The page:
- A person’s happiness is related to the happiness of their friends, their friends’ friends, and their friends’ friends’ friends—that is, to people well beyond their social horizon.
- We found that happy people tend to be located in the center of their social networks and to be located in large clusters of other happy people.
- And we found that each additional happy friend increases a person’s probability of being happy by about 9%. For comparison, having an extra $5,000 in income (in 1984 dollars) increased the probability of being happy by about 2%.
- We found that social networks have clusters of happy and unhappy people within them that reach out to three degrees of separation.
- Happiness, in short, is not merely a function of personal experience, but also is a property of groups. Emotions are a collective phenomenon.
- The statistical models suggest that clusters of happiness result from the spread of happiness and not just a tendency for people to associate with similar individuals. So, we really can have a significant impact on the happiness of our friends and family, not just by giving them friendship, but simply by being happy ourselves.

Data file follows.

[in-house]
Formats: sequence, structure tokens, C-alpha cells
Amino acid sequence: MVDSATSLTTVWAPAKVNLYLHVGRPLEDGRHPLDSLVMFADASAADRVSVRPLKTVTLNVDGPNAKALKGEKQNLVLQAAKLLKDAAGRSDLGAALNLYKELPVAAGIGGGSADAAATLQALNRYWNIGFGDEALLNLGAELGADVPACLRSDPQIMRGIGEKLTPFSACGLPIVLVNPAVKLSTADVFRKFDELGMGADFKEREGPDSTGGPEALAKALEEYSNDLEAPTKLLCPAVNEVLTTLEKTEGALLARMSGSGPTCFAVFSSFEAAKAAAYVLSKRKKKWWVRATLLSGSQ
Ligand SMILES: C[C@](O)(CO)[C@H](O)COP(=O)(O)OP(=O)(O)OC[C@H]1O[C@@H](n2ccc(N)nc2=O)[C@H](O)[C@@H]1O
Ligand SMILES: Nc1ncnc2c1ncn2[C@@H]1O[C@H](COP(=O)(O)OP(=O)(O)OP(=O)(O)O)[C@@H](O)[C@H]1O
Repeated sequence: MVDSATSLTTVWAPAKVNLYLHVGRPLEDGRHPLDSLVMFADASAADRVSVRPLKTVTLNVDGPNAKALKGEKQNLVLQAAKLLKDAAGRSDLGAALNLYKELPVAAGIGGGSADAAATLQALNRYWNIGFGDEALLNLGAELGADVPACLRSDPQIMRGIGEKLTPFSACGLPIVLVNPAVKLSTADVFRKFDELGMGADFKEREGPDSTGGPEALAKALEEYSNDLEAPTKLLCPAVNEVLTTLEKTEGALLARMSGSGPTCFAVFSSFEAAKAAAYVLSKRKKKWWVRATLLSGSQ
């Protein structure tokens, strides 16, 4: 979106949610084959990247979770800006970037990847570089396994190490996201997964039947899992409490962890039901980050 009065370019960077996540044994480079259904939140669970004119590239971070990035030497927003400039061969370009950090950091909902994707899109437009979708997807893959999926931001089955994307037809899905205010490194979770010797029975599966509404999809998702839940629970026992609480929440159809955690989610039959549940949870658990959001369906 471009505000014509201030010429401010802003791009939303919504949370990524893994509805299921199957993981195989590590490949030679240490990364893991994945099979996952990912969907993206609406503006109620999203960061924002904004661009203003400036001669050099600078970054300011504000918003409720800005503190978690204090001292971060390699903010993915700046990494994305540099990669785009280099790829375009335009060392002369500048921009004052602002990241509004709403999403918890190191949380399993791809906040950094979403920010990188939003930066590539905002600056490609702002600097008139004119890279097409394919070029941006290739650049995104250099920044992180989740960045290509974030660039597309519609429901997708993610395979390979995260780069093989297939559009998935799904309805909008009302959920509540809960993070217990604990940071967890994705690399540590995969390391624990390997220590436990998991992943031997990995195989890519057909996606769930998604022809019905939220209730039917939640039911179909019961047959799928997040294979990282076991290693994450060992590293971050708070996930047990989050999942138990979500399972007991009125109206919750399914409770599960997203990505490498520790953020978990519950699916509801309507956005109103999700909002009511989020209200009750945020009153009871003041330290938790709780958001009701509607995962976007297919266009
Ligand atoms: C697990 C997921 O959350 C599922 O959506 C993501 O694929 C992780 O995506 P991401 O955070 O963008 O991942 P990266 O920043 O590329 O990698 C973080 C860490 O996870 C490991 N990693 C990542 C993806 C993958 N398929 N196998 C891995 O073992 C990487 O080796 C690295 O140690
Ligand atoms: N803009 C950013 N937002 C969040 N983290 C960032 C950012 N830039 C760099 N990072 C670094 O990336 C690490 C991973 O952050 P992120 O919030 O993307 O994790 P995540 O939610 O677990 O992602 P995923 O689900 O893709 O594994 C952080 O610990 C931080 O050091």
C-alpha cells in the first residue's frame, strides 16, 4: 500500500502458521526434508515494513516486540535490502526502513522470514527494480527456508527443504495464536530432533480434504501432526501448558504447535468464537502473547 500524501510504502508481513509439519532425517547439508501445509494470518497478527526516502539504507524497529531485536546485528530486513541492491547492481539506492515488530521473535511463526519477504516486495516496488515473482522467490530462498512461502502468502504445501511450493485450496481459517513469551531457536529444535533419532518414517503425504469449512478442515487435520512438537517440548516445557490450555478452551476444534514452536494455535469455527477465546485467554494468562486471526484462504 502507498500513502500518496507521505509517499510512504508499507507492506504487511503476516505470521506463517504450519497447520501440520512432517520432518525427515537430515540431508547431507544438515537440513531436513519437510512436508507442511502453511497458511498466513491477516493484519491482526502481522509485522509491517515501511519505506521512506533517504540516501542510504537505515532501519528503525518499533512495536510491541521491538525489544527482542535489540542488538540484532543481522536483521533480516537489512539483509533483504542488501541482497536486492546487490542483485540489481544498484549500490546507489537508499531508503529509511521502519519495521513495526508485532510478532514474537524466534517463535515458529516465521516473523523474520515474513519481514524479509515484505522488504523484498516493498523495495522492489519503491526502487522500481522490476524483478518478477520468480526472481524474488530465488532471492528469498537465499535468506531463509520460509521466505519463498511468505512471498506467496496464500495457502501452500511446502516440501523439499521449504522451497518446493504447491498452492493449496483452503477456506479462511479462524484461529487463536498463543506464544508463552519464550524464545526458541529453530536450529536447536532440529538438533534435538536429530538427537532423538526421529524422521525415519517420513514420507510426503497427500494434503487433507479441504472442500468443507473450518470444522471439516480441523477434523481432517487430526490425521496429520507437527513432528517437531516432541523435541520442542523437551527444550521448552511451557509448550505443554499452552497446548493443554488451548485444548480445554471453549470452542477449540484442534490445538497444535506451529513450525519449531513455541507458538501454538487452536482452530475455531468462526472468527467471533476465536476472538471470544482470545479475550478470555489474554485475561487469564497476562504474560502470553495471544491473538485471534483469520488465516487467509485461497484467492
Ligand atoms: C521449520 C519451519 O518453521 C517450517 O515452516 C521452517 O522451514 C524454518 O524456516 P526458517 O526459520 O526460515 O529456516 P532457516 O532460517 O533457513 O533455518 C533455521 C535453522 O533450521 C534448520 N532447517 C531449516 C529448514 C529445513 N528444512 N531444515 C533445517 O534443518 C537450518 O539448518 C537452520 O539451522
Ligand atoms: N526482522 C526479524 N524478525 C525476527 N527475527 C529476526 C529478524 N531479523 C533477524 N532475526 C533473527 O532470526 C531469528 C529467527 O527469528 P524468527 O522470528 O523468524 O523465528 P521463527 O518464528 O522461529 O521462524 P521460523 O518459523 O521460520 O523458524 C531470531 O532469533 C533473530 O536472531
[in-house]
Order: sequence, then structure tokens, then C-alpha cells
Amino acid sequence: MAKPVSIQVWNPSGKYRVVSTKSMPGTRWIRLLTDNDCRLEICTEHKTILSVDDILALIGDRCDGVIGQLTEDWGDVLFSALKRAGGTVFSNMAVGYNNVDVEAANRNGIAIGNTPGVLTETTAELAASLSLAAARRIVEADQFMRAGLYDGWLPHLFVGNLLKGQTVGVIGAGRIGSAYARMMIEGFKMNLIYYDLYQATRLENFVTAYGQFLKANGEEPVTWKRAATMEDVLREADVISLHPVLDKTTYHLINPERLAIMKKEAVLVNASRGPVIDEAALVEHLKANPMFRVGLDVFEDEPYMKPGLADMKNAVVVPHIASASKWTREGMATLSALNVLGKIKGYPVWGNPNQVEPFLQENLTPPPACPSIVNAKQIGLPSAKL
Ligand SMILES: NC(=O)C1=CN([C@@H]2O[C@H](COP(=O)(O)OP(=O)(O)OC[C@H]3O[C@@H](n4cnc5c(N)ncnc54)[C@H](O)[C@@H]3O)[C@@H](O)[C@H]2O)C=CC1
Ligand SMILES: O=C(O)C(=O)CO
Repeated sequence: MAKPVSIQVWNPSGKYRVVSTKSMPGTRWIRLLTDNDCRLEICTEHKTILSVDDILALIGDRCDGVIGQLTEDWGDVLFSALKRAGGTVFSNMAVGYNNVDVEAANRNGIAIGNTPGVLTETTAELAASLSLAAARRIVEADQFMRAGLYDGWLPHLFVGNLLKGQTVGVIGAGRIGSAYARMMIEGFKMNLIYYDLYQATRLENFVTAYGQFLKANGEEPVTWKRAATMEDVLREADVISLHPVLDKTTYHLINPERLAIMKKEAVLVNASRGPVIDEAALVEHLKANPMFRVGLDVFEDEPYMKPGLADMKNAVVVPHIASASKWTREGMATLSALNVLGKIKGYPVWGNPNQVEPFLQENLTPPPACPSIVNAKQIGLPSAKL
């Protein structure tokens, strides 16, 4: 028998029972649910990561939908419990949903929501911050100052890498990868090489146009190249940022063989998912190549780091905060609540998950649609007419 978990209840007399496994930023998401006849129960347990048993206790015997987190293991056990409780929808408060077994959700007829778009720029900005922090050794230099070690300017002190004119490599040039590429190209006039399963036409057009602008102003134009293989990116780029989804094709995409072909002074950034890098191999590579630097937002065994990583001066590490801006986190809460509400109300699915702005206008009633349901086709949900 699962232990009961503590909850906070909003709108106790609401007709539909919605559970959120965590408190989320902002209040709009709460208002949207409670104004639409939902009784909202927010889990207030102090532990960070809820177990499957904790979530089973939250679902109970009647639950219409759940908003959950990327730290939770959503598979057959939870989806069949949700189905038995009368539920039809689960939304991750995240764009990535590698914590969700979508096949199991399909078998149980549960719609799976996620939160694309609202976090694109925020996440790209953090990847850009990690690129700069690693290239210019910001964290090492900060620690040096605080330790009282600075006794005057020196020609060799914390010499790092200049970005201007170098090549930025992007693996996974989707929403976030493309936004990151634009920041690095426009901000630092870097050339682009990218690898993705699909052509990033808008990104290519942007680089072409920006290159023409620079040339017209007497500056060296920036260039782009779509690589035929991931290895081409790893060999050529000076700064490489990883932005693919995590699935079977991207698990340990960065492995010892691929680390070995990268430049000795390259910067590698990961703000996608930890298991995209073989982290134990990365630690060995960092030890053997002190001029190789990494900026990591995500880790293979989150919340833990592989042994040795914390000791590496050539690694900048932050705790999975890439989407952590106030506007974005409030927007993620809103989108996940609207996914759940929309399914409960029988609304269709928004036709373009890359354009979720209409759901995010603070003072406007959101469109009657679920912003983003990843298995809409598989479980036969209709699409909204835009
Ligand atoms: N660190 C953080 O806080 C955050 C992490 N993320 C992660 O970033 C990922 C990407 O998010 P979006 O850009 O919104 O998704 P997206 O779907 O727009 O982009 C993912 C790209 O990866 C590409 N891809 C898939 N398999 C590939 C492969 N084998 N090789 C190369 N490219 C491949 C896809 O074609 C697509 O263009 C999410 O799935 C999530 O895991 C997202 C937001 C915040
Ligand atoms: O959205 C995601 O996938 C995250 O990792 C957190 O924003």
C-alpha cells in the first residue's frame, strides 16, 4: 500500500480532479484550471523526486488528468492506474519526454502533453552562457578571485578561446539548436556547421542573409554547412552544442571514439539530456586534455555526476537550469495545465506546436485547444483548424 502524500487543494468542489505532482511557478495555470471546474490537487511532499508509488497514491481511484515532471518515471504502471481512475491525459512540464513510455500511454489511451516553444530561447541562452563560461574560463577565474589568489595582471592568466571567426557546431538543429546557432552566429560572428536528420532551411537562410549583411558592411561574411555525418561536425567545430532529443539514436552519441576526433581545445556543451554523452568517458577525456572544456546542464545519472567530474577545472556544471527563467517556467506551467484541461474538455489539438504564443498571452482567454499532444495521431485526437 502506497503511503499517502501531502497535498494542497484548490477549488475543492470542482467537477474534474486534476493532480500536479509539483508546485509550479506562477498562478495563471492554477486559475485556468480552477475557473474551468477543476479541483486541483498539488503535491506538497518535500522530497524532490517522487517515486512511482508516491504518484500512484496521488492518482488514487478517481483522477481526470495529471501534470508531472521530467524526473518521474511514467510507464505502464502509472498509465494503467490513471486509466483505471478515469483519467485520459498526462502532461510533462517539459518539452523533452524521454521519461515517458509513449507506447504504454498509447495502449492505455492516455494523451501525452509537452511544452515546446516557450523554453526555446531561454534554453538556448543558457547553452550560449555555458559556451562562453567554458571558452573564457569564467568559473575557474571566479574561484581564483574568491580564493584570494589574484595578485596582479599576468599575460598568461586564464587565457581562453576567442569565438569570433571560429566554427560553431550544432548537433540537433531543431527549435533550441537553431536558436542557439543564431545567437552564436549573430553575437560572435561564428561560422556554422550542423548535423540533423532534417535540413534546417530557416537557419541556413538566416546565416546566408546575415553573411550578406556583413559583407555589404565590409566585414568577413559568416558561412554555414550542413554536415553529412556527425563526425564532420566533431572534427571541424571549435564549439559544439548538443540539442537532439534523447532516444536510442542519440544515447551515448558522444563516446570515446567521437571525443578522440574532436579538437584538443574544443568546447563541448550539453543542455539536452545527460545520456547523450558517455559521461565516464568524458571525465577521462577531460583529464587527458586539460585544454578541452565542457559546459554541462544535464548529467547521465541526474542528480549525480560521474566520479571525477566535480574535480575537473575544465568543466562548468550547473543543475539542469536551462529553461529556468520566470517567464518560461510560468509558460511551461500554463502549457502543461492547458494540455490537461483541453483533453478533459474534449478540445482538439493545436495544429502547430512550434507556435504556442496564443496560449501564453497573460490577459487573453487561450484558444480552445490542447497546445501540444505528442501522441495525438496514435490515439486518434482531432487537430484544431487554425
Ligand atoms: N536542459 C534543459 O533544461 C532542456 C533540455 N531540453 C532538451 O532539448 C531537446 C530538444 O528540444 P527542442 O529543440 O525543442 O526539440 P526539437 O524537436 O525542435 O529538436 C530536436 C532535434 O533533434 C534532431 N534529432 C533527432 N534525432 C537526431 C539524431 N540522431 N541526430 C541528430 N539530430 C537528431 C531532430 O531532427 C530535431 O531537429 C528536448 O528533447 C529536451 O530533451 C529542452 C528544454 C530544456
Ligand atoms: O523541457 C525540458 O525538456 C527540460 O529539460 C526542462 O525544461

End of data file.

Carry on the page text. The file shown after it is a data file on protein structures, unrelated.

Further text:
- Network characteristics independently predict which individuals will be happy years into the future.
- Although happy people tended to be within a larger network of happier people, I couldn’t find anything specific about whether a happy individual attracts a larger, happier network, or whether the network itself makes an individual happier. I wondered about this particularly because my own experience is that my networks make me happy…
This research project reminded me very much of another longitudinal study which looked at resilience over a 30 year year period (1955-1985) on Kauai, and island of Hawaii. This study had been very important to my own recent studies, and their conclusions shared some characteristics of this latest report. They found that individuals with many strong and diverse social ties where more likely to overcome adversity. Social ties were considered one of the most significant ‘protective factors’.